Hey man! Thanks for asking!
I’m a little torn on how to respond, because if I had it all to do over again…part of me thinks I probably would have just not played classical. I say that because I love the way it sounds. The pieces written by Barrios are among the most beautiful things I’ve ever heard. For me, it would have required total dedication to get to the level I was after. That was difficult, because during that same period I was in a metal band that was trying hard to do it professionally. I was torn between 2 masters. Without giving it that total dedication, I never got any of the pieces quite as flawless as I would have liked, so it was a frustrating experience. Wanting so badly to perform in a way I really thought I was capable of, but falling just so slightly short of execution was tough for me. I did learn a lot from the whole experience though, and the small recitals I played in at college got a good response and some people did genuinely seem touched by the music I made. My mother loved it too, so maybe…
if I had it to do over again I never would have joined that metal band haha! It did not end well, for me anyway. I became bitter with the music industry and really jaded in that the basket I put all my eggs in was not going to work out for me, career-wise. Fortunately I landed on my feet and learned software/web development on the fly, I have a great wife and son and time to play as a hobby, just for fun. So all’s well that ends well. I was only doing classical the past few years until I found out about CtC. Maybe I have ADHD or something haha.
Buy yeah, if you’re serious about it, I’d say step #1 is to get someone who can teach you tone production. I don’t think that’s quite possible to get from any book. I certainly was doing EVERYTHING wrong when I taught myself. You need someone giving you constant feedback telling you when it’s correct and verifying the technique you’re using is helping to produce those sounds. I was fortunate in that I lived about an hour away from Baltimore Maryland, home to the Peabody Conservatory. So I was able to secure 6 months of lessons with one of their department chairs. Pretty much all he taught me was tone production, which is 95% picking hand. I did not go to school there, but the university I chose had a very good classical guitarist who was himself conservatory trained. He’s the reason I rant about the proper way to do left hand slurs. He was so picky about them, but when done the way instructed, they sure sounded good.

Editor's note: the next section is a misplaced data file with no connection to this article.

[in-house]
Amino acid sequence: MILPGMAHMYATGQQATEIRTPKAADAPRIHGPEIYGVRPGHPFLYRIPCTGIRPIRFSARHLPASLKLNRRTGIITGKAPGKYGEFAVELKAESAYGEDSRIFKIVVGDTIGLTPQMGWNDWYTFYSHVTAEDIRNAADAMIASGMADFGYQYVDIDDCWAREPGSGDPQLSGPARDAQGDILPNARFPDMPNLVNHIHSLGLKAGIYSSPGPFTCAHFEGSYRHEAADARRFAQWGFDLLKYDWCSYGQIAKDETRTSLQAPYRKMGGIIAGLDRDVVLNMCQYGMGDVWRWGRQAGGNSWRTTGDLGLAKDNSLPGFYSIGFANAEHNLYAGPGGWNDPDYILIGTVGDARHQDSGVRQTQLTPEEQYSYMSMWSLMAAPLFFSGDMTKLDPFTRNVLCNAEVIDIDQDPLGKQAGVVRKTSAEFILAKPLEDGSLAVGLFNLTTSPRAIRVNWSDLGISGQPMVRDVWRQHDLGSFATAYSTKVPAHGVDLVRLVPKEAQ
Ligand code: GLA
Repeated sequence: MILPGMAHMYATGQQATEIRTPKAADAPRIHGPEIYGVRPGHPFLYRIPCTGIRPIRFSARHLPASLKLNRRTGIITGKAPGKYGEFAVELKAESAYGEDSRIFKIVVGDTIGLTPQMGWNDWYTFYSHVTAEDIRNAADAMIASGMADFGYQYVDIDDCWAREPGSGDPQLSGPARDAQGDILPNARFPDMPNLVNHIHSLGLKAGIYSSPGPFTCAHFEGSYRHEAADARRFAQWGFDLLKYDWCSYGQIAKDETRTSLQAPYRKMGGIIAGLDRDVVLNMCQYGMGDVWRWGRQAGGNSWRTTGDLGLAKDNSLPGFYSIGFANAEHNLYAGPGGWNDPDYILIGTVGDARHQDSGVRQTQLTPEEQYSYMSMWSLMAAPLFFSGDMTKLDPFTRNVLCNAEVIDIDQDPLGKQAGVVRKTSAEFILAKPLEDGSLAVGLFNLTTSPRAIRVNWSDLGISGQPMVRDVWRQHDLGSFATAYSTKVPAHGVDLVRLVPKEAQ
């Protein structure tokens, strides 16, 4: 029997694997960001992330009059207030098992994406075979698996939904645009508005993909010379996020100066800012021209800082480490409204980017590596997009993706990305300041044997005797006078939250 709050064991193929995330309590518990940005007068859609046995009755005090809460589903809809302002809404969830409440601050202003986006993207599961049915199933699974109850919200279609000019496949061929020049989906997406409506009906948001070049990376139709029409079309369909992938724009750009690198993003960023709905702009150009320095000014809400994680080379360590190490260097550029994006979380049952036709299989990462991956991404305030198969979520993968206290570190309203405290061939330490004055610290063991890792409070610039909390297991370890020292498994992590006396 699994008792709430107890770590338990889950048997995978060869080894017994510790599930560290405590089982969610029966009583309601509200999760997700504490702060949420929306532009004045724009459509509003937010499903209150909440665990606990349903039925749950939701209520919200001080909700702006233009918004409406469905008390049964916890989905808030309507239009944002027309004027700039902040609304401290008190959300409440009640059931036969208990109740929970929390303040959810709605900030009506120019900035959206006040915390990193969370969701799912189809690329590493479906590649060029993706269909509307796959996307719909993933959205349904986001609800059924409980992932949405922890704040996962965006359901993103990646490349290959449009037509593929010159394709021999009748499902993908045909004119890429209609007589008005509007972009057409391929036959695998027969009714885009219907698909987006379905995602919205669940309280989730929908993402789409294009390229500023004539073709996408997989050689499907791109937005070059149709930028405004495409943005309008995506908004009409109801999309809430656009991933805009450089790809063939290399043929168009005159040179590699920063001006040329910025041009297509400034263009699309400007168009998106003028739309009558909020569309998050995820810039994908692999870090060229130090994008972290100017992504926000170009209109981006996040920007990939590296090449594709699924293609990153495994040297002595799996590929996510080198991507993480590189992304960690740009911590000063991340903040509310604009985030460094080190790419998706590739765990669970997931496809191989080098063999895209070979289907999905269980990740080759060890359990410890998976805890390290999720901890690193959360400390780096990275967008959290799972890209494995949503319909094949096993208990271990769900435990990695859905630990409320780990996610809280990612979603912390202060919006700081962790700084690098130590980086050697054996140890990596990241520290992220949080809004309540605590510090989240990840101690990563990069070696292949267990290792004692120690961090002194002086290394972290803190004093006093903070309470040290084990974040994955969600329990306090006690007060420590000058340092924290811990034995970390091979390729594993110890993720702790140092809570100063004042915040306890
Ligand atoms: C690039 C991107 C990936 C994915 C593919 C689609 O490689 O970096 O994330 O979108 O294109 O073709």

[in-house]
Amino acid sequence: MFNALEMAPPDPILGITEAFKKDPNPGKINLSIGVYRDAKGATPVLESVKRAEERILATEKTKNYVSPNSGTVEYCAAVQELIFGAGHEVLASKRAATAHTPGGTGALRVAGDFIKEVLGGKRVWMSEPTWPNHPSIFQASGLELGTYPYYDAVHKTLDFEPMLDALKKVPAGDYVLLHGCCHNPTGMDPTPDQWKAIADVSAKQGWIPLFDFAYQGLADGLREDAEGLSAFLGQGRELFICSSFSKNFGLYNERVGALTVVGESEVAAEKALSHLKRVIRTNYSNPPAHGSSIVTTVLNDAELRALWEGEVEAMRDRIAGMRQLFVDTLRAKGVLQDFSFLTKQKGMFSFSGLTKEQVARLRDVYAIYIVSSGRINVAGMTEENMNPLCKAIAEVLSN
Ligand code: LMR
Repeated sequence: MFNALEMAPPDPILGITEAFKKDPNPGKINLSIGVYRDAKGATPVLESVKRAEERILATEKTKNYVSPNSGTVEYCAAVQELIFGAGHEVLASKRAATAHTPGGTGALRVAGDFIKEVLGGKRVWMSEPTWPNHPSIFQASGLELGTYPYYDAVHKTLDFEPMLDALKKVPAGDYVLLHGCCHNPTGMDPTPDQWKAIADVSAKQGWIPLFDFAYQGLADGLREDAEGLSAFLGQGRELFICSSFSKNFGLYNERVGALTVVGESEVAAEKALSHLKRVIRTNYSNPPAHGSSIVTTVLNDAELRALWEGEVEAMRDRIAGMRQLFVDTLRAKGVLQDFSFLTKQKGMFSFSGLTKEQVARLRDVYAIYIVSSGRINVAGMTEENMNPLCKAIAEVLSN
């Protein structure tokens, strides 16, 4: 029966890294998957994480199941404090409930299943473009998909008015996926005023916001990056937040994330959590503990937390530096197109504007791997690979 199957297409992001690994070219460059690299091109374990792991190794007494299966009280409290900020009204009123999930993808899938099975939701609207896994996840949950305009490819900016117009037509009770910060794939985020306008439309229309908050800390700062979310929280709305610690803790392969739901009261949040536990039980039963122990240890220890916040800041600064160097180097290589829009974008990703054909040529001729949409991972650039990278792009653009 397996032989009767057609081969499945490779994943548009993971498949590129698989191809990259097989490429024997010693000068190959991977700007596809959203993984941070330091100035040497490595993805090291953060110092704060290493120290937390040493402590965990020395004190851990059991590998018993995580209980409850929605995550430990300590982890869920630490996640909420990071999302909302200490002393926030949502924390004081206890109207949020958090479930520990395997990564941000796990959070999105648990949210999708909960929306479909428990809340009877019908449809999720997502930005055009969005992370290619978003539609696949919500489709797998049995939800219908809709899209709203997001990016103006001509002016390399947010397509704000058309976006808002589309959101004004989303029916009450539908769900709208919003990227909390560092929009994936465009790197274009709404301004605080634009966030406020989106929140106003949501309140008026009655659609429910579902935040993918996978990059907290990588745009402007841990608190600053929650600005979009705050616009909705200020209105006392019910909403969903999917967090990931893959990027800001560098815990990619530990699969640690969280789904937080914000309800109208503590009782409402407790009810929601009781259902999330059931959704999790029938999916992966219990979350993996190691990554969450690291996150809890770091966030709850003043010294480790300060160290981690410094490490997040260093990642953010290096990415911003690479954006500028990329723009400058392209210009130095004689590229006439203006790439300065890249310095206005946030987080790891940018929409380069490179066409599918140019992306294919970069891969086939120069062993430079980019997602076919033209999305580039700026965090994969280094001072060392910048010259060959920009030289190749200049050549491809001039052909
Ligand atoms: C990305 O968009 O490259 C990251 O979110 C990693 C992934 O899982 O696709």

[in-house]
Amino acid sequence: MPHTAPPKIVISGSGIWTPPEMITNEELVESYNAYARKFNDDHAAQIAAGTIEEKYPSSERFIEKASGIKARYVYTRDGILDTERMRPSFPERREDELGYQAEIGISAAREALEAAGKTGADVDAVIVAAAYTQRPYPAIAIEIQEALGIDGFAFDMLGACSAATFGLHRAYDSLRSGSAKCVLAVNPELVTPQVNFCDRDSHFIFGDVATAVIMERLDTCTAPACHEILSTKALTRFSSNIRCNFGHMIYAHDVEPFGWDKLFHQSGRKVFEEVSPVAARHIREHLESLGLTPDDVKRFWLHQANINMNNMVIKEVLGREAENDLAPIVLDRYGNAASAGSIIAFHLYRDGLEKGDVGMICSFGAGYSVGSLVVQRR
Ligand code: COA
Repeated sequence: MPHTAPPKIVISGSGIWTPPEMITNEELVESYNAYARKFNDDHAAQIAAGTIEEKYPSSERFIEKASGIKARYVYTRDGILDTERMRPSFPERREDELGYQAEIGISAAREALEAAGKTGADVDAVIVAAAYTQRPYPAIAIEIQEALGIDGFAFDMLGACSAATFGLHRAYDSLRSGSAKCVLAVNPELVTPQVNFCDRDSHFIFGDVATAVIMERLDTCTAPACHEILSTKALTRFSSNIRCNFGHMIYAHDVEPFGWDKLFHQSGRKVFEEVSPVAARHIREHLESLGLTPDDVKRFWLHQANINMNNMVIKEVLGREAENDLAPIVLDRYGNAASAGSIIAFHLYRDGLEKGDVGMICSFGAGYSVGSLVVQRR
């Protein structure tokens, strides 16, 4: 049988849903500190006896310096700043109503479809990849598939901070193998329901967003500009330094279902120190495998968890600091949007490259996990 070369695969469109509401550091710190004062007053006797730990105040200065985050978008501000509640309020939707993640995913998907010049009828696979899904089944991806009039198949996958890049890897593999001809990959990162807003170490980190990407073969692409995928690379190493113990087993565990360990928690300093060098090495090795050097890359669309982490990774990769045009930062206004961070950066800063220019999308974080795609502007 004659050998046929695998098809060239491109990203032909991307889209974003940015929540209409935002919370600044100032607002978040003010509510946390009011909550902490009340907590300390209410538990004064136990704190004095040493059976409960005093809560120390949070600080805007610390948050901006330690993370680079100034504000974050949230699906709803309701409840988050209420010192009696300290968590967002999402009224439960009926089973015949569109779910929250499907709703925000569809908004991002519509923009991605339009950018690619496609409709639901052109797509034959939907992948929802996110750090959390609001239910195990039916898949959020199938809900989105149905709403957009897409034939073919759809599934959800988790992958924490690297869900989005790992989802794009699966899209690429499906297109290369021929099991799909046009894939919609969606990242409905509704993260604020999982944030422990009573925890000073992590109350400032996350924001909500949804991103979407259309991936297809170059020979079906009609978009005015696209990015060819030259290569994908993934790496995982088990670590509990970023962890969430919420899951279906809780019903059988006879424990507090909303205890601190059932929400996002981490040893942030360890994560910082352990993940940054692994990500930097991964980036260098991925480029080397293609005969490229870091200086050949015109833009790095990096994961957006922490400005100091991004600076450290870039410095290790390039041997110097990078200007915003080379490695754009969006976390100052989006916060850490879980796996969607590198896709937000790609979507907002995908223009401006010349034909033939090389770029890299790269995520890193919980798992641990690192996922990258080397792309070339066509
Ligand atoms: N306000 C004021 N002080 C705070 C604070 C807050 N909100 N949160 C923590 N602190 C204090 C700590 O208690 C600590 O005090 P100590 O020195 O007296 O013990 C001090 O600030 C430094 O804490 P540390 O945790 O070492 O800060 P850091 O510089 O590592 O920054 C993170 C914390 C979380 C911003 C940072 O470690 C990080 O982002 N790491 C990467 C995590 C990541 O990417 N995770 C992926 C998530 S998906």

As for gold standard resources…hmmm. I am not sure. I was never taught from a book. The only books I ever bought had pieces in them, not technique, with the exception of Pumping Nylon. Technique instruction was always administered via 1-on-1 at the lessons. I do know there are respected method books out there. Aaron Shearer’s books are respected. Pumping Nylon by Scott Tenant is respected too. These are modern though, of course. I should probably look into what standardized body of work kept the tradition going all the years. I didn’t gravitate towards music history in college. It was all performance, composition and theory I focused on. I always just trusted, almost blindly, that my instructors were giving me good info because of their credentials.
That’s probably terribly unhelpful, and for that I deeply apologize.
Is your goal just to learn some classical pieces? Or do you aspire to be a guitarist that other ‘authentic’ classical guitarists wouldn’t sneer at (classical musicians can get snobby haha)? Depending your goals you have different options. Honestly learning what I consider “the way” is overkill for anyone who isn’t pursuing a career as a classical guitarist. And that brings me back to my original feeling of just not playing classical. It is terribly difficult, to play extremely well. It’s a different kind of virtuosity than what we see in CtC. Not as flashy, but the coordination between the hands, attention to detail for tonal consistency and overall concentration required to play with no mistakes, while maintaining musicality is just amazing.
This is one of the most difficult pieces in the repertoire, though it doesn’t even sound it when heard casually.
Imagine if that were played on piano? It would be so easy. That was always a running joke of mine. “If I could play classical guitar well enough to sound like a bad pianist, I’d be happy”.